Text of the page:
Puppies have belly buttons just like all other mammals, and it's through the umbilical cord that all the nourishment they need before birth is delivered. It's not always easy to see belly buttons once the cord falls off, but it's definitely there.
Puppies come into the world much like any other mammal. When a mommy dog and a daddy dog love each other very much, they come together to make a family. Well, maybe it's not as romantic as all that, and pet overpopulation is nothing to make light of, but it's one way to explain how the female dog's eggs and the male dog's sperm come together. The eggs embed themselves in the part of the uterus referred to as the uterine horns, a system called nidation. By day 18, embryo development is firmly underway. By day 22, you can make out the shape of a head and foreleg on an ultrasound.
Each fetal puppy in the litter has her own little sac filled with embryonic fluid and covered with a protective membrane. The embryos are attached to the mother through a rope-like organ called the umbilical cord. It is through this lifeline that the puppy gets the nourishment she needs to grow strong. It is also where the puppy gets her lifeblood and the oxygen she needs to grow a healthy body. Her development continues for 58 to 62 days.
Pregnant dogs should be well fed because everything they eat is being shared with a litter of puppies—not just during pregnancy but also during the eight weeks of lactation afterward. Their diet should be adjusted to include more protein, which the fetuses need to develop strong and healthy muscles. Their calcium and phosphorous intake should be increased because puppies need these nutrients to build strong bones and teeth. DHA is required for a strong nervous system and to develop eyesight. Omega-3 fatty acids are important for healthy bones, while vitamins C and E assist in building a strong immune system.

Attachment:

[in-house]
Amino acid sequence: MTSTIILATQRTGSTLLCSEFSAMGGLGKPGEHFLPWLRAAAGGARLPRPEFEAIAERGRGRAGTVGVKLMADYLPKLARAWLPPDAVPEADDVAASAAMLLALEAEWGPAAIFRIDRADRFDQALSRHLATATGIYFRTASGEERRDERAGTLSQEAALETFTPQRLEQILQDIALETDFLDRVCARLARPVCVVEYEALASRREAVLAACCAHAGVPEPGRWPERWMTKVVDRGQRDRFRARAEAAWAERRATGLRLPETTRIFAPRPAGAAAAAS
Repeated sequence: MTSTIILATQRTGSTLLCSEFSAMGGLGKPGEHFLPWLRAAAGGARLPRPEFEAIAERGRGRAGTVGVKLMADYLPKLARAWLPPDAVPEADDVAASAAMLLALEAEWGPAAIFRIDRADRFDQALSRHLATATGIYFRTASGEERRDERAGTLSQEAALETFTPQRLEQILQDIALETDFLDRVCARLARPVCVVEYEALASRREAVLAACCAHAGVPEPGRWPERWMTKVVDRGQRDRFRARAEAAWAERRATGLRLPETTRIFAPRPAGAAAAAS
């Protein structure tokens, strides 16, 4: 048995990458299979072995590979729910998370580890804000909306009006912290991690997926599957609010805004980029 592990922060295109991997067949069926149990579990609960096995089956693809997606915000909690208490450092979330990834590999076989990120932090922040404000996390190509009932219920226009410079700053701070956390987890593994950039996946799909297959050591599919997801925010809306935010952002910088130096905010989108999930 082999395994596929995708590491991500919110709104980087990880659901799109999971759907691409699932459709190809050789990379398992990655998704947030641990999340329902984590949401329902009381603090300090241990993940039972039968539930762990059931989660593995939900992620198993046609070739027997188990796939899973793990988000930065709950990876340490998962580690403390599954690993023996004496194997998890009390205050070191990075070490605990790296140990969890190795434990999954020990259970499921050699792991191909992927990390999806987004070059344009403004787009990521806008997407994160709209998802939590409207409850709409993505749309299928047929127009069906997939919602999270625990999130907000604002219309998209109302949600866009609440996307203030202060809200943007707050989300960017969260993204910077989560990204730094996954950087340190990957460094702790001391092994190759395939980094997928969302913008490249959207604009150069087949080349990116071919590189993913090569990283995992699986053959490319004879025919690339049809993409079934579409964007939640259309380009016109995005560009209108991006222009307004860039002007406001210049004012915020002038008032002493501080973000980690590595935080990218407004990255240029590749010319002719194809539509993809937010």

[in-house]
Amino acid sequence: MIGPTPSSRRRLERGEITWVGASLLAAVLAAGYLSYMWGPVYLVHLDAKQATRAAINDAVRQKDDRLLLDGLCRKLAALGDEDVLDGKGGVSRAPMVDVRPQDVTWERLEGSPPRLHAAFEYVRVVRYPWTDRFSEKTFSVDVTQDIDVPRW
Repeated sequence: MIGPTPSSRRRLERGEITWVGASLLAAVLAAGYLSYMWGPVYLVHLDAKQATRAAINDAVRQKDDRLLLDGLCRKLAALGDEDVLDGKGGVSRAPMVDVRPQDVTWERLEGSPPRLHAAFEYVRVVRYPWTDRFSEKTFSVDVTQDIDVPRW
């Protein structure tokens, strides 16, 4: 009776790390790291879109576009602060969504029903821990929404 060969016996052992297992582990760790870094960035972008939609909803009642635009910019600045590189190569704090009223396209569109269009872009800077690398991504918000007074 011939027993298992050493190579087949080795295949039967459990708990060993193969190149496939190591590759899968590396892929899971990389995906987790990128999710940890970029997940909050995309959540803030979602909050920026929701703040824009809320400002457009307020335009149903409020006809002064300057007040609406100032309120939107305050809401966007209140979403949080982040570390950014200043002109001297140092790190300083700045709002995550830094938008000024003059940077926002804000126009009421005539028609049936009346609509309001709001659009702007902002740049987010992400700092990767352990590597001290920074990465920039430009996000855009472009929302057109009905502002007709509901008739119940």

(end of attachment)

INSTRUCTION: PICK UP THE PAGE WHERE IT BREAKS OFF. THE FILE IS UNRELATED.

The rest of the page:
Passing It On
As the mother dog eats, the calories and nutrients she is ingesting are absorbed into her bloodstream, which she is sharing with her puppies through the umbilical cord stretching between each fetus' sac and her uterine wall. The nutrition delivery method changes so that the nutrients are in the mother's milk after delivery. Once the puppies are born, the umbilical cord shrivels and falls off, leaving a tiny scar that is similar to a human's belly button. Over time the scar disappears, leaving the question: Do dogs have belly buttons? Indeed they do.
Michelle A. Rivera is the author of many books and articles. She attended the University of Missouri Animal Cruelty School and is certified with the Florida Animal Control Association. She is the executive director of her own nonprofit, Animals 101, Inc. Rivera is an animal-assisted therapist, humane educator, former shelter manager, rescue volunteer coordinator, dog trainer and veterinary technician.